Flexible Mobile Devices Get a Flexible Battery Made From Nanotubes

After years of promises that mobile phones were going to become flexible, Samsung announced plans last month to release its flexible phone.

While the Samsung Galaxy Round is not flexible to the extent you can bend it to your heart’s content, it does offer a display that is flexible enough for the manufacturer to curve it. The move has also spurred other mobile device manufacturers to announce their intentions to market similar devices.

With the age of flexible devices seemingly upon us, one of the primary challenges for their development has been the power source. Samsung’s new phone is more or less powered by a standard rigid battery. But both LG and Samsung acknowledged that they are on a quest to develop a flexible battery that will enable a truly flexible phone.

Researchers, who anticipated that the launch of flexible mobile devices would require a flexible power source, have steadily pursued the flexible battery. There have been a few commercial efforts using printed electronics, and some thin-film technologies that have made a splash.

Now researchers at the New Jersey Institute of Technology (NJIT) have developed a flexible battery made from carbon nanotubes that is aimed at powering flexible devices. 

Over four years ago, researchers at Stanford University and the University of California, Los Angeles reported details of their efforts to use carbon nanotubes to produce flexible batteries through printed electronic techniques. The NJIT researchers avoided printed electronics and simply created a flexible material through standard electrochemical architectures, consisting of an electrode and an electrolyte. The carbon nanotubes and other microparticles used in the flexible material serve as active components of the battery such as the positive and negative material as well as the electrolyte.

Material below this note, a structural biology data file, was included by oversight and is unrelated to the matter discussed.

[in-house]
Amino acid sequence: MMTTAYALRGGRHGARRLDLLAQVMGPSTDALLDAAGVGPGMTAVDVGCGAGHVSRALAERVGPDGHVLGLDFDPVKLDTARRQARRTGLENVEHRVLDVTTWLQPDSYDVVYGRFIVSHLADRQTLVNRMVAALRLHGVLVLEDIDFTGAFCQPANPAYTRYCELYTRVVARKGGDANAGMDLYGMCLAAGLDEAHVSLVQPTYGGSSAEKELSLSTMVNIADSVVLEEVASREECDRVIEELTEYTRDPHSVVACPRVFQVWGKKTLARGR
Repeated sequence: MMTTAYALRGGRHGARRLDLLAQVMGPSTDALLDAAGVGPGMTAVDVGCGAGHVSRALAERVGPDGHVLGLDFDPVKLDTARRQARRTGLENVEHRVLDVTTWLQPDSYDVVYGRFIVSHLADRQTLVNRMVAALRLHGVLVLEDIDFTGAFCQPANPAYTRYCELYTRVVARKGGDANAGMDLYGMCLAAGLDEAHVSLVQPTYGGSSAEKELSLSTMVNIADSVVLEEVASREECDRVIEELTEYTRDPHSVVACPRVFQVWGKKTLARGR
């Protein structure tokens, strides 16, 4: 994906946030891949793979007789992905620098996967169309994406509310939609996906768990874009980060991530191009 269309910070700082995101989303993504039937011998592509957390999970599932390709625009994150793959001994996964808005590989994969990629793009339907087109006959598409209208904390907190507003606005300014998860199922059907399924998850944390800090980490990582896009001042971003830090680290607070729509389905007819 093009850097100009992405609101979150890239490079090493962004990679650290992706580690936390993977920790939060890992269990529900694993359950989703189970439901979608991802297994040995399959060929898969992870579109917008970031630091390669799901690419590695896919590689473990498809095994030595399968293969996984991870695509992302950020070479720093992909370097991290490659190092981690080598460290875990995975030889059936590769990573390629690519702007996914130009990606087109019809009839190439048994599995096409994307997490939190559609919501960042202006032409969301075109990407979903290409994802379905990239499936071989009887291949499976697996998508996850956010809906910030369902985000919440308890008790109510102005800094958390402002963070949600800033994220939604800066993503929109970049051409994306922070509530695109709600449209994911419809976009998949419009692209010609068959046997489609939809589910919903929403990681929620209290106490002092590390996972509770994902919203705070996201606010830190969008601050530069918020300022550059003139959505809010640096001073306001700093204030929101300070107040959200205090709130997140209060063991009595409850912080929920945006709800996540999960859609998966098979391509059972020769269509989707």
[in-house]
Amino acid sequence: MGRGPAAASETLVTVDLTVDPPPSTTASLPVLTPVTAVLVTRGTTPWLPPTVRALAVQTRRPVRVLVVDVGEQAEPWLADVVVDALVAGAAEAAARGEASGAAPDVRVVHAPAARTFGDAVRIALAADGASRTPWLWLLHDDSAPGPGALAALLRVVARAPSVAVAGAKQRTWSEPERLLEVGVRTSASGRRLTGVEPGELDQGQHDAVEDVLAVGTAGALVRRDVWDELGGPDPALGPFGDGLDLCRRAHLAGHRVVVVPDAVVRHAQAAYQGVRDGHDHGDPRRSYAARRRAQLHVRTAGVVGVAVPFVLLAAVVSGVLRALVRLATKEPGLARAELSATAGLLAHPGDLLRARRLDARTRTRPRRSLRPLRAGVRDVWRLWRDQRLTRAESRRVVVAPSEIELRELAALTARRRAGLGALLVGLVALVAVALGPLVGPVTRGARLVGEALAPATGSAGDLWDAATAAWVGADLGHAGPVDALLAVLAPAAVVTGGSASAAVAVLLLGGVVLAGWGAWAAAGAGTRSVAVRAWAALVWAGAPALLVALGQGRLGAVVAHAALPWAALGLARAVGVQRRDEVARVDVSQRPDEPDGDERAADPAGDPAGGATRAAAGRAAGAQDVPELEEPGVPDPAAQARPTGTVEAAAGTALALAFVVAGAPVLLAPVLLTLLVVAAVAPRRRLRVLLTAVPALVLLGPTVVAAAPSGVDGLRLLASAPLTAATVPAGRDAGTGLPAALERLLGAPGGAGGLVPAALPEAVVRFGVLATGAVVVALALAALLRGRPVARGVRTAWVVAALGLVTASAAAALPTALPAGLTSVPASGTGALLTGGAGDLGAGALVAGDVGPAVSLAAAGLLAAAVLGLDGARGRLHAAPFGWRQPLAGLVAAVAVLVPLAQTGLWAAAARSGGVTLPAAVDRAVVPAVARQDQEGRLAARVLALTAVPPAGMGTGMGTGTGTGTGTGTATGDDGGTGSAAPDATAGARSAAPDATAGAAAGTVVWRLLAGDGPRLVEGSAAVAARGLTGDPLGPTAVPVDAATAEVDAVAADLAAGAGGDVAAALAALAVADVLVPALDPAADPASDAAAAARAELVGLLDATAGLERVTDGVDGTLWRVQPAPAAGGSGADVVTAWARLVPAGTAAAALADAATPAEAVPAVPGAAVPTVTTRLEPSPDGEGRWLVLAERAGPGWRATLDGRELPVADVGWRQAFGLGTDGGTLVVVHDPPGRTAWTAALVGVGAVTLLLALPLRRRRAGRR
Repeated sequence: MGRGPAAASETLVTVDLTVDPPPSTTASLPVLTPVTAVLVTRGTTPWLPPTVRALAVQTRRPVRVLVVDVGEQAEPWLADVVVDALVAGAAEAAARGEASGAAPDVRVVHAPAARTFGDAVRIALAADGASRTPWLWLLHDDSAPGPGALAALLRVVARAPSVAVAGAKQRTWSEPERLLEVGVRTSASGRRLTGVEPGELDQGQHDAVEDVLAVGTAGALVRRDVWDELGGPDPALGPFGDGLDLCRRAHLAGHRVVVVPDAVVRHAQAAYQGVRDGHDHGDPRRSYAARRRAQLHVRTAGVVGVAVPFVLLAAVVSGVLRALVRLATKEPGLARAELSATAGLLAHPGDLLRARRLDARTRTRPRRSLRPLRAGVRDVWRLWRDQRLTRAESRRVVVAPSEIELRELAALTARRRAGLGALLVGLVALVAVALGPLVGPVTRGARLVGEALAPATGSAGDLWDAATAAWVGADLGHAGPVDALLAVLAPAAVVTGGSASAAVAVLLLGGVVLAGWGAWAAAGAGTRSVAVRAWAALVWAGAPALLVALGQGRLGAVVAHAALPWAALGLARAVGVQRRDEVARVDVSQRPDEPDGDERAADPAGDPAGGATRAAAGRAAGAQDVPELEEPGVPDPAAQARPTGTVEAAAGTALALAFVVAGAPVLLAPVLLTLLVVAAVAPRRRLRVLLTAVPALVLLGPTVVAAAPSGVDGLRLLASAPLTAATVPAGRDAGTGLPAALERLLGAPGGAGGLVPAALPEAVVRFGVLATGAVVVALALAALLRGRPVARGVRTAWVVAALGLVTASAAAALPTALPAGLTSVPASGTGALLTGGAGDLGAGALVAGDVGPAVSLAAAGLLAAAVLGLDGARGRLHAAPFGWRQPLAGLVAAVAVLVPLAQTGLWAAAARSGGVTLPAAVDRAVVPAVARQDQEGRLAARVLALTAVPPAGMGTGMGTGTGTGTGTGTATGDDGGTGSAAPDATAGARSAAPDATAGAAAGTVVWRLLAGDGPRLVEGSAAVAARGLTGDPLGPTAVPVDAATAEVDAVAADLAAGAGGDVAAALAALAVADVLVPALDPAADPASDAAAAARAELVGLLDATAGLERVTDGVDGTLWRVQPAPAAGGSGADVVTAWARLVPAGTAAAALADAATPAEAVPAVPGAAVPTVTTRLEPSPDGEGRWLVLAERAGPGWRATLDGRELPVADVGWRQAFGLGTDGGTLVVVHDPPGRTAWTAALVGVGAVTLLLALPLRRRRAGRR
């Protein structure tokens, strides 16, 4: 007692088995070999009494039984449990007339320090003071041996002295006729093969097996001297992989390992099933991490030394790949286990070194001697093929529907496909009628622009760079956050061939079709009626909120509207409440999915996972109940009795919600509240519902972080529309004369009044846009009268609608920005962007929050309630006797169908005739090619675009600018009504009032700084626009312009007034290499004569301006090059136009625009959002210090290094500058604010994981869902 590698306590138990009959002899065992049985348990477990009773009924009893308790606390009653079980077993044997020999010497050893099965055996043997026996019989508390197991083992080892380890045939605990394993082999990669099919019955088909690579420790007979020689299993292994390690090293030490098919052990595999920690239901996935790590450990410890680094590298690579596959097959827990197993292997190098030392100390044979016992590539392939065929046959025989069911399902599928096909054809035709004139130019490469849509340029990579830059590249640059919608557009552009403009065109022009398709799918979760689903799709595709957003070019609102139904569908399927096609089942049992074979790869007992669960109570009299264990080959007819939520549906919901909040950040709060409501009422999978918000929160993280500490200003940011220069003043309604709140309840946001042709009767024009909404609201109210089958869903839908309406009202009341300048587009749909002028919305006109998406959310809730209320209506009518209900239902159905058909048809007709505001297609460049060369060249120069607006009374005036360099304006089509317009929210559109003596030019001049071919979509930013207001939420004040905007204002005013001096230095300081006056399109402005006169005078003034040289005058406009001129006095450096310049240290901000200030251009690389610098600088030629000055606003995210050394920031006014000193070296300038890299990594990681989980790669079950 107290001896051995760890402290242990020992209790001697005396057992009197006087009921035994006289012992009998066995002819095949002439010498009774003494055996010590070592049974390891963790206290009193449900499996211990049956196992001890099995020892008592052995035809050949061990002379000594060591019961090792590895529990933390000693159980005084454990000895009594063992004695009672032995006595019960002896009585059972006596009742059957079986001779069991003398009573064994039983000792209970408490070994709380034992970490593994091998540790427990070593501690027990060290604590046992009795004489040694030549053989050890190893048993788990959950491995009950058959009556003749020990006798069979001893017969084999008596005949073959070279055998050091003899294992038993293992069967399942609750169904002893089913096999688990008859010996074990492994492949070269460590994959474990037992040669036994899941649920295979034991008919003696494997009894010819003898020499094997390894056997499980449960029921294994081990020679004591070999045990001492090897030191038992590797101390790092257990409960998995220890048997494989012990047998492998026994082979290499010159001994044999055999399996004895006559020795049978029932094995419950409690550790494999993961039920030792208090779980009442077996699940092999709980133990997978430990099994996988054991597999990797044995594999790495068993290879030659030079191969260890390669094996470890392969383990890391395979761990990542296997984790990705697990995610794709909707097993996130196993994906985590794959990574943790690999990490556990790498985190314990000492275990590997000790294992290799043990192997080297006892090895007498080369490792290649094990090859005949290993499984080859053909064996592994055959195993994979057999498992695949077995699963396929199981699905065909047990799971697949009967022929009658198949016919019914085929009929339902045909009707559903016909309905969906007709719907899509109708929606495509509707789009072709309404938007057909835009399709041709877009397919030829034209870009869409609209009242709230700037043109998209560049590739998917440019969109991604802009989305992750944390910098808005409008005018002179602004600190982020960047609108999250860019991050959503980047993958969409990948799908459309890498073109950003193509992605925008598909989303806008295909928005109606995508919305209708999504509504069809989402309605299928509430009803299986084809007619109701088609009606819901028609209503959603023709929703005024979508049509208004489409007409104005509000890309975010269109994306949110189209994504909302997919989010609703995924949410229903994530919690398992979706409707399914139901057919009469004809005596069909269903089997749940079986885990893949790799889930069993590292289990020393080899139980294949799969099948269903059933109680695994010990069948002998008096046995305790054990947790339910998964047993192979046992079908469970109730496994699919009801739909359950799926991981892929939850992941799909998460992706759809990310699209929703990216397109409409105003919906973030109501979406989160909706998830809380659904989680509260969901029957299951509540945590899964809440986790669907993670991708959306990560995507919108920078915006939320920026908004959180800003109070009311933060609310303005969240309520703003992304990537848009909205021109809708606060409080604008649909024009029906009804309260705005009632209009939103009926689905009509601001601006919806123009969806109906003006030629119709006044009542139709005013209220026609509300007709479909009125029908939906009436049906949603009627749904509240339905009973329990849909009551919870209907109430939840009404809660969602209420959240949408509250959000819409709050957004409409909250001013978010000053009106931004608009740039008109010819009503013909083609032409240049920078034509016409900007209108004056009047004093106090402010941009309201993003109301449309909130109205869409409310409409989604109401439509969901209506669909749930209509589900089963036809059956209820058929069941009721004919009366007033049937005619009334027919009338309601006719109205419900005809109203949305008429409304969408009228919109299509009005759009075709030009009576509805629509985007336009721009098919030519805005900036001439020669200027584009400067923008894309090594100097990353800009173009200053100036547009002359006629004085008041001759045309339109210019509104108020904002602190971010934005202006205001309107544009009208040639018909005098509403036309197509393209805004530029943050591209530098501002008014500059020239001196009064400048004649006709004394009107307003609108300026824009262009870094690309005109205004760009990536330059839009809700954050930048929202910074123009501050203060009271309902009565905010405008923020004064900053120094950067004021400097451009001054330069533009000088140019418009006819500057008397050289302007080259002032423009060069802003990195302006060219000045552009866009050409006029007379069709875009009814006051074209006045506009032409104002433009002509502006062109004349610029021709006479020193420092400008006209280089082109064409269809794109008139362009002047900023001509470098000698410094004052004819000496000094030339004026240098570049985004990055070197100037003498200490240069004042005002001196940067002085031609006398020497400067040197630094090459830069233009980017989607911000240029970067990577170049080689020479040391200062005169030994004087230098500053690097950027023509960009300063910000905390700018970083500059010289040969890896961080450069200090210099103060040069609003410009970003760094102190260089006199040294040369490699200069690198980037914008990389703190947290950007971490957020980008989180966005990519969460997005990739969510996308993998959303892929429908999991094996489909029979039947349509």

“This battery can be made as small as a pinhead or as large as a carpet in your living room,” says Somenath Mitra, a professor of chemistry and environmental science at NJIT whose research group invented the battery. “So its applications are endless. You can place a rolled-up battery in the trunk of your electric car and have it power the vehicle.”

One of the distinguishing features of this technology, according to Mitra, is that consumers can fabricate it at home. Presumably one would buy a kit consisting of electrode paste and a laminating machine. To make the battery, you would coat two pieces of plastic with the electrode paste and then place a third plastic sheet between the two coated sheets. Then the assembly would be laminated together.

That feature is not likely to win the favor of companies like LG and Samsung as they seek out their solutions to the flexible battery issue. But it could make DIYers pretty pleased.

Photo: NJIT

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Nanoclast

IEEE Spectrum’s nanotechnology blog, featuring news and analysis about the development, applications, and future of science and technology at the nanoscale.

 
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